By Christine Kraly
In one way or another, Pamela Paziotopoulos has been teaching about survival for 30 years.
As a lawyer, the 48-year-old advises victims and businesses on how to help protect against the corrosive cycle of domestic violence. And, as a young student and later a mother who battled cancer, she teaches how surviving personal anguish can help show others to do the same.
Through Forest Advisors, Paziotopoulos lectures across the country and trains companies on how best to implement policies to handle employee-partner violence issues.
She joined the private sector after spending several years in the Cook County state's attorney's office prosecuting domestic violence cases. She established and supervised the office's Domestic Violence Division while there.
Through her personal and professional life, she promotes a message of strength and demonstrates the importance of fighting for oneself and for others.
An early setback
In the winter of 1982, Paziotopoulos attended the University of Illinois as a bright-eyed freshman. The Oak Park native basked in the glow of joining a sorority.
That December, bothered by itchy skin that she couldn't stop from bleeding, Paziotopoulos visited a health clinic that advised her to go home and see her family doctor.
Pamela Paziotopoulos, senior vice president of Forest Advisors, a division of Forest Financial Group Inc., delivered a presentation with John P. Savas, senior vice president of Forest Advisors, during a meeting with the heads of Forest Financial Group on Aug. 19.
Photo by Natalie Battaglia.
There, she and her family received news they never expected for an 18-year-old woman just beginning life on her own: Paziotopoulos faced Stage 4 Hodgkin lymphoma.
"It was tough, it was really hard," she said. "I was devastated."
She dropped out of school for a year to undergo intense chemotherapy that caused her to lose her hair.
"At the beginning, you think it's fine," she said of enduring the tough regimen. "By the sixth, seventh month, it's hard to get out of bed."
Close friends sent greeting cards every day and she tried to live a normal life.
"I just kept coming down for sorority dances, I put my wig on," she said. "I wanted to be just normal like every other kid — 'Hey, I look OK, I can have fun.'"
She said she watched fellow patients suffer the same agonizing treatment only to throw up their hands.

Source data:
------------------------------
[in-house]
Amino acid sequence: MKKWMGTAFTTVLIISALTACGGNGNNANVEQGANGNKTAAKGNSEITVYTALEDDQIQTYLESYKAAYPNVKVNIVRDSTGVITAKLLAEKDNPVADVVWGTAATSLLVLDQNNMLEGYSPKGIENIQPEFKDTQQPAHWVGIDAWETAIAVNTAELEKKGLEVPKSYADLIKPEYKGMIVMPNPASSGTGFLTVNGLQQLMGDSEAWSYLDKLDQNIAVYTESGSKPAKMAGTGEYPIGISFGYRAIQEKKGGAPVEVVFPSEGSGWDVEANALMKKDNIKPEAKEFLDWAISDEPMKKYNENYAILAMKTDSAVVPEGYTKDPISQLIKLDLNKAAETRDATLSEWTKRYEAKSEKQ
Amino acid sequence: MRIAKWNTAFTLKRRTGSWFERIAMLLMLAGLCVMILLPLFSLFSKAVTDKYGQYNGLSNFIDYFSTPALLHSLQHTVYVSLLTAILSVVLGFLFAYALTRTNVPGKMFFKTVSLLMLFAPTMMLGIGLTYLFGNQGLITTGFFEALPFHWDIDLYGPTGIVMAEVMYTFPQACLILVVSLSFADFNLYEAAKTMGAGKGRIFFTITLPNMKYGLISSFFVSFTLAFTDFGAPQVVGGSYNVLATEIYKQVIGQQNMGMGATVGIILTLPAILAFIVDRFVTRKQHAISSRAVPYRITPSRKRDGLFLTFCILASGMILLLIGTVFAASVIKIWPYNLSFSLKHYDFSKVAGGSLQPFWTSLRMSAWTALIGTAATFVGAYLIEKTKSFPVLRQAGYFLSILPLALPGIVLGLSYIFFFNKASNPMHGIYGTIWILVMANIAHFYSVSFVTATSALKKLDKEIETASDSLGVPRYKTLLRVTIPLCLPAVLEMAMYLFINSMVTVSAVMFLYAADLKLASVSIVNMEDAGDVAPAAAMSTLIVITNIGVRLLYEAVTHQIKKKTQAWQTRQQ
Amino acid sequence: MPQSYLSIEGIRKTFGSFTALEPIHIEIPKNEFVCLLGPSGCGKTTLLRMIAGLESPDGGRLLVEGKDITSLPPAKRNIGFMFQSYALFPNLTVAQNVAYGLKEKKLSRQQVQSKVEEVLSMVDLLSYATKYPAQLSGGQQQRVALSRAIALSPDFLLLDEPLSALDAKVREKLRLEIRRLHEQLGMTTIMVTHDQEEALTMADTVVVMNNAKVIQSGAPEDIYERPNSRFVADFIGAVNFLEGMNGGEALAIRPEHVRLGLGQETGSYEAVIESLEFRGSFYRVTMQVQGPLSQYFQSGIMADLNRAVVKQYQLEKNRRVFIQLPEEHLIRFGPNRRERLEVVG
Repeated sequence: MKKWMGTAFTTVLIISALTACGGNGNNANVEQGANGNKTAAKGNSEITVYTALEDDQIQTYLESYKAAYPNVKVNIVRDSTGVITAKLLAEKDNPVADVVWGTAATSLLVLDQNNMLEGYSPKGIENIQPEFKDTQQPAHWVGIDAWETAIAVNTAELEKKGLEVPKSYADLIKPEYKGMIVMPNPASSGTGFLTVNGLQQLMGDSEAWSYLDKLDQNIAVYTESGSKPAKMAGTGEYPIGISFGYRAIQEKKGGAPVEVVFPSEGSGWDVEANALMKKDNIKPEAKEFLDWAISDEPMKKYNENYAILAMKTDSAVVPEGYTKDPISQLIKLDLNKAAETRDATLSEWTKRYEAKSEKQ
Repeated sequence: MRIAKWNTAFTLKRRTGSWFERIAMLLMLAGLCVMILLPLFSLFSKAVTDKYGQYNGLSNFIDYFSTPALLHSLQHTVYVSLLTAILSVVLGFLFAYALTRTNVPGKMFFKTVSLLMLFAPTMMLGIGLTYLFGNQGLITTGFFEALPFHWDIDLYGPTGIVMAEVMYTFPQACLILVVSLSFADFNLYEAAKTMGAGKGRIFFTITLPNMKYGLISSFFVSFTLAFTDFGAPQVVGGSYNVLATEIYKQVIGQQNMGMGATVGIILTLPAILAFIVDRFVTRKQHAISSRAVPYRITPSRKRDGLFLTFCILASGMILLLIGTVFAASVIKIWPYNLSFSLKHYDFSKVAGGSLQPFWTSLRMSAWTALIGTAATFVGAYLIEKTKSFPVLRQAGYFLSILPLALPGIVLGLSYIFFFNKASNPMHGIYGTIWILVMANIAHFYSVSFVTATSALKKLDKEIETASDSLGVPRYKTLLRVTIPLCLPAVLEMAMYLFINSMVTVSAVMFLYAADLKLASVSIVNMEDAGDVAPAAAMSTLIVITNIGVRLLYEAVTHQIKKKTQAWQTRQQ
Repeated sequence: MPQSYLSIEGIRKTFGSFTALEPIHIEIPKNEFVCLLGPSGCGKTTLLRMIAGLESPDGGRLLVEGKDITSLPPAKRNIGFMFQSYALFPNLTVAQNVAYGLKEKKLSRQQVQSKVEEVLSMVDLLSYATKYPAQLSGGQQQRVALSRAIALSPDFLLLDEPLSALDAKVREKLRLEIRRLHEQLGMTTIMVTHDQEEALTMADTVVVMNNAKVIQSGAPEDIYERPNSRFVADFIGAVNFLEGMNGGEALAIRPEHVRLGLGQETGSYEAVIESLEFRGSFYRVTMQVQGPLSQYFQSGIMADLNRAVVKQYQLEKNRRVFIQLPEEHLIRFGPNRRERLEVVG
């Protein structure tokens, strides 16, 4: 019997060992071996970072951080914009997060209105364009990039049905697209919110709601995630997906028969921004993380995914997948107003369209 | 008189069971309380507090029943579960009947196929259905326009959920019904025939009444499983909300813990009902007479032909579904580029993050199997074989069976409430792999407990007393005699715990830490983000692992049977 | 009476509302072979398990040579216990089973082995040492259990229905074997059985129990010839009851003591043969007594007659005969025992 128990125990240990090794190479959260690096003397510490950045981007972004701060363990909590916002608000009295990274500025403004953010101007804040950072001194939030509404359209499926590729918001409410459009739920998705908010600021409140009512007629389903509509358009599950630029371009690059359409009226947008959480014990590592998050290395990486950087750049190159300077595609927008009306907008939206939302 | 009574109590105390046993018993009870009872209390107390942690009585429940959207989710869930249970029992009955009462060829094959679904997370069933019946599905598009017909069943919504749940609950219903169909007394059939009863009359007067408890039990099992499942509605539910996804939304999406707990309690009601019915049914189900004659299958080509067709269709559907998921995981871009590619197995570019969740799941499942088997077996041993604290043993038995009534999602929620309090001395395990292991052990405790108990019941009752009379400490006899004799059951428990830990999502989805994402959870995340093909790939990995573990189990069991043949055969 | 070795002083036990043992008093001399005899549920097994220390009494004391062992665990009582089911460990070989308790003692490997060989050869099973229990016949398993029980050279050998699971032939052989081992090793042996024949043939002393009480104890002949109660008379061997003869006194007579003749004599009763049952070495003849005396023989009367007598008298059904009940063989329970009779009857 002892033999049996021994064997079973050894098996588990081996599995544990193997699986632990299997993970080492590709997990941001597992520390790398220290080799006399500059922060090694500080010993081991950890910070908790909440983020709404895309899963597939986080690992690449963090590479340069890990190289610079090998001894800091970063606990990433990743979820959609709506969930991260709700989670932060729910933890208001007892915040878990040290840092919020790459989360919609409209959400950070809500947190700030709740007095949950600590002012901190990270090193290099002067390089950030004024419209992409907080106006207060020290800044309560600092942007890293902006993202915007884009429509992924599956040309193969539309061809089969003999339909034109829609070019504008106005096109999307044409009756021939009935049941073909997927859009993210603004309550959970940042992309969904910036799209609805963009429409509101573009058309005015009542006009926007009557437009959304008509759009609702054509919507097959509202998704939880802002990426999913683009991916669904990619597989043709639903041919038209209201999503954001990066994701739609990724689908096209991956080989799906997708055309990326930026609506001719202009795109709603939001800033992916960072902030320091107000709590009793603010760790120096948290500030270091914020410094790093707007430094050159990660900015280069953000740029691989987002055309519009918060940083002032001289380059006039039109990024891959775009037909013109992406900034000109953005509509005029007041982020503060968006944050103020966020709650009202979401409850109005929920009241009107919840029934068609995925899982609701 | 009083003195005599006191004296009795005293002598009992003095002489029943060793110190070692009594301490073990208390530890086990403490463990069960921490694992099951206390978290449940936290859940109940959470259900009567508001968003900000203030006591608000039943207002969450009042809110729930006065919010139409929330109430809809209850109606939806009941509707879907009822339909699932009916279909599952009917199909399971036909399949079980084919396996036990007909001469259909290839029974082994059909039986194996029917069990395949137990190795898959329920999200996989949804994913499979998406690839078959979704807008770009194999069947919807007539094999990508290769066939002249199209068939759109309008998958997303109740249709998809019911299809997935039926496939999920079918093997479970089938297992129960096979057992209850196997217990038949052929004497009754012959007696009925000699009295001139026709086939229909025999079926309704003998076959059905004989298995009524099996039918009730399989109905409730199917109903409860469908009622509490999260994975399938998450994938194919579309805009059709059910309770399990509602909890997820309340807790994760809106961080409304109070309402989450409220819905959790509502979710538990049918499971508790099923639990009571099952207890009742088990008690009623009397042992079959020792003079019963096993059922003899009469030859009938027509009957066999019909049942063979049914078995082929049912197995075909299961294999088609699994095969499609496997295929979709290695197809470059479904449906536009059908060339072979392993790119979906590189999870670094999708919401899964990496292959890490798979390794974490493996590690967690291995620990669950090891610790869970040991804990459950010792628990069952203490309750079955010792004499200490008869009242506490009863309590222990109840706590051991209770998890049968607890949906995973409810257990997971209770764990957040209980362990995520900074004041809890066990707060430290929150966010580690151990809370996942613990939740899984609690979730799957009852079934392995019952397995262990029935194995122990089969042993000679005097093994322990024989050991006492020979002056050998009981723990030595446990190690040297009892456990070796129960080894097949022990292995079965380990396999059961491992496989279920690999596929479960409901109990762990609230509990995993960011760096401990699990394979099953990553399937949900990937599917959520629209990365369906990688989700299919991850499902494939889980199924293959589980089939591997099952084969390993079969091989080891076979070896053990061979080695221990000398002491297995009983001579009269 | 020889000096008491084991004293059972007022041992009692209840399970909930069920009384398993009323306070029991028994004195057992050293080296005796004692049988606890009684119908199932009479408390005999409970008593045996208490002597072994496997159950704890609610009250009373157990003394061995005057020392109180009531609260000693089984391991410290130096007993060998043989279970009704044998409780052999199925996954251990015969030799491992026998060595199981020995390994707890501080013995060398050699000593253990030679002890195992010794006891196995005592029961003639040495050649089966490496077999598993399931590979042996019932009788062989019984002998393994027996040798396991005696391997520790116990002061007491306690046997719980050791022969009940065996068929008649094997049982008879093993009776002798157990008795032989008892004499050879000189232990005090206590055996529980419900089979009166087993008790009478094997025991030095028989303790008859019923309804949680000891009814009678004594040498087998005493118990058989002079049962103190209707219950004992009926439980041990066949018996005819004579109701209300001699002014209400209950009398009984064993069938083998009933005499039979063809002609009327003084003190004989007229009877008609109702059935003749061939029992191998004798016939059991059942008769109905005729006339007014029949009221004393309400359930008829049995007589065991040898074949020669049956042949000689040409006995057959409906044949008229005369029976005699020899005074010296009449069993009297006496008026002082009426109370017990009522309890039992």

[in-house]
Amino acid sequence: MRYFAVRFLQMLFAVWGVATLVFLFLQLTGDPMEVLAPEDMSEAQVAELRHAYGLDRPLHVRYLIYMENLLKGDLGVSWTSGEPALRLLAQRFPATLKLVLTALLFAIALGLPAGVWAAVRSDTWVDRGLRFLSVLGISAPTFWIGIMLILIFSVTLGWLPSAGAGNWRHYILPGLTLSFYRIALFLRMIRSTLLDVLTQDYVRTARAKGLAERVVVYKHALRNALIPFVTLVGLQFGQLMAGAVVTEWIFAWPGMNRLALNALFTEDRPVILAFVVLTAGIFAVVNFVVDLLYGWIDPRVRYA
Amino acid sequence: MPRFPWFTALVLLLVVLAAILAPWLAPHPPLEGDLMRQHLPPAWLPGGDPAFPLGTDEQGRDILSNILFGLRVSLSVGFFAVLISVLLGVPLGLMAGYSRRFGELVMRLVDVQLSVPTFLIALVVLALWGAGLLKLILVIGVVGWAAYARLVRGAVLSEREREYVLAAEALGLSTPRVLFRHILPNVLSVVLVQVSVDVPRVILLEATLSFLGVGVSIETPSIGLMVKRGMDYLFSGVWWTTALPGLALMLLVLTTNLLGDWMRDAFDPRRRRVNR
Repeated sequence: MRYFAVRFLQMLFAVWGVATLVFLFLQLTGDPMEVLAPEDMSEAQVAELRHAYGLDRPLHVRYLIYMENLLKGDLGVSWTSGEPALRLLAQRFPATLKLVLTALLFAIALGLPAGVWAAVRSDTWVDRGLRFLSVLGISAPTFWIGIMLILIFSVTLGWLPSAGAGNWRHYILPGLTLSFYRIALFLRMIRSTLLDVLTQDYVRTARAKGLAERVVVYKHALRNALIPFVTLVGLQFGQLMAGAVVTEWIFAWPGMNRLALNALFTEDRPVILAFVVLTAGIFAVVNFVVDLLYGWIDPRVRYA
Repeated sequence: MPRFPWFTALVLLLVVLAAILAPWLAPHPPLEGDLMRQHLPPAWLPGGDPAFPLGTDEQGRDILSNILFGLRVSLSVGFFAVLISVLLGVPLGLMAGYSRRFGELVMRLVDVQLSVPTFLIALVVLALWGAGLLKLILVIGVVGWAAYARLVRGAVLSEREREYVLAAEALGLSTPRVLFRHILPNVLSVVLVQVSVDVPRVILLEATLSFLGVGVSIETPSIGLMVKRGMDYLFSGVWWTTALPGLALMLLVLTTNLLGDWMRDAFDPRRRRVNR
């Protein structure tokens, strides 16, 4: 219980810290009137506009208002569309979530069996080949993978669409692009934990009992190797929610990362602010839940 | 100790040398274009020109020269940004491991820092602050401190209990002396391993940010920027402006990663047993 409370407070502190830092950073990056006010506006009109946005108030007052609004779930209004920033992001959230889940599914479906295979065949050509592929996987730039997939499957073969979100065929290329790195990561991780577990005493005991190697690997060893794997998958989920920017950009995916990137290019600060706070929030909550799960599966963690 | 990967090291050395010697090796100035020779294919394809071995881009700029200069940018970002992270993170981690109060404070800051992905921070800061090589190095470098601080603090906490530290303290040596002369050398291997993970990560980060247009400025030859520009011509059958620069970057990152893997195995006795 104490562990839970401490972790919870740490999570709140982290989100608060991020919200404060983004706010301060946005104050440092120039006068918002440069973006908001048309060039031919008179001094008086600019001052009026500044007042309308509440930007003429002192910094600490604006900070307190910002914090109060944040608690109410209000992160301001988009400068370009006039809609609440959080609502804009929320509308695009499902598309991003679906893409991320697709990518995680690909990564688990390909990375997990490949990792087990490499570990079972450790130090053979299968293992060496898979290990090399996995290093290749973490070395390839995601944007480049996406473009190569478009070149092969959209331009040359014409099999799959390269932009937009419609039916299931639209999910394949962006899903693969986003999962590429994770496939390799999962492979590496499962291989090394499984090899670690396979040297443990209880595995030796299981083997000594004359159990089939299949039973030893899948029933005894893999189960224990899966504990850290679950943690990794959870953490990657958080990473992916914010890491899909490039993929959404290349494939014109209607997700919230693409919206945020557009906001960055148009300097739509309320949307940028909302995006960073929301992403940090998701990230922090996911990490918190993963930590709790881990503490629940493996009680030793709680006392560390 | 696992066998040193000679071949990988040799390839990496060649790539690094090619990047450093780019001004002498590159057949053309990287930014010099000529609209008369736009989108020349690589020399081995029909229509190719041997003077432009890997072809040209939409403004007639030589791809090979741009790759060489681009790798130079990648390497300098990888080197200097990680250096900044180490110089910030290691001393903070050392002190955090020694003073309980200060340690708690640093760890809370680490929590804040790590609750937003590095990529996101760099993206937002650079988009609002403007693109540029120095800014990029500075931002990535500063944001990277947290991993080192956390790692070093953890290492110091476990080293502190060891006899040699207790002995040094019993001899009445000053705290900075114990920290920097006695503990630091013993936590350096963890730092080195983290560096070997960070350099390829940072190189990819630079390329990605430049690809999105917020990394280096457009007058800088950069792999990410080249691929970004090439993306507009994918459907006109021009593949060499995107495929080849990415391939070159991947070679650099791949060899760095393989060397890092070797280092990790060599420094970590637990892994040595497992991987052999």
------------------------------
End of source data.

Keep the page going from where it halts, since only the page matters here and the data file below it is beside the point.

"I'll never forget a conversation with a patient," she said.
"He said, 'What's wrong with you? We're all going to die.'"
"I don't know about you,'" she told him, 'But I'm not going to die.' Mental outlook has everything to do with it."
She eventually became healthy enough to return to school. She returned with an admittedly different attitude.
"I was much more laid back when I went back — I never really thought I'd get sick again," she said.
As a senior preparing to graduate, ambling about her next phase in life, a professor made a prediction: "'You were born to be a state's attorney,'" he told her.
He was right.
Paziotopoulos graduated from the University of Illinois in 1987, concentrating on speech communications, and went on to earn her law degree from the IIT Chicago-Kent College of Law in 1990.
Her next stop — the Cook County state's attorney's office.
Learning on the job
Paziotopoulos said she remembers sitting with a domestic abuse victim in the state's attorney's office, listening in confused anguish.
"She was telling me how going home was such a prison for her and how she would want to work later, because she just dreaded going home," she said. "That just struck a chord with me."
The scenario proved the opposite of Paziotopoulos' life, of her secure and safe upbringing, of how she felt at home, she said.
"My parents' home was such a refuge, even when they weren't there; it was just such a safe place," she said. "I couldn't imagine that feeling, that feeling of not wanting to go home, that it was some kind of prison."
And yet, she said, this woman before her could easily have been her — been any educated, professionally successful woman.
That there is no "profile" of an abuse victim both stymied and fascinated her.
"Lots of women, lots of very intelligent women, from good families, are taken in by these predators," Paziotopoulos said.
"It has to be an interdisciplinary approach," she said of prosecuting domestic cases.
In many cases, victims may not have worked in 20 years. She needed to ask the victim what would happen to her if her husband went to prison. She took particular note of how complex the cases involving immigrants often seemed.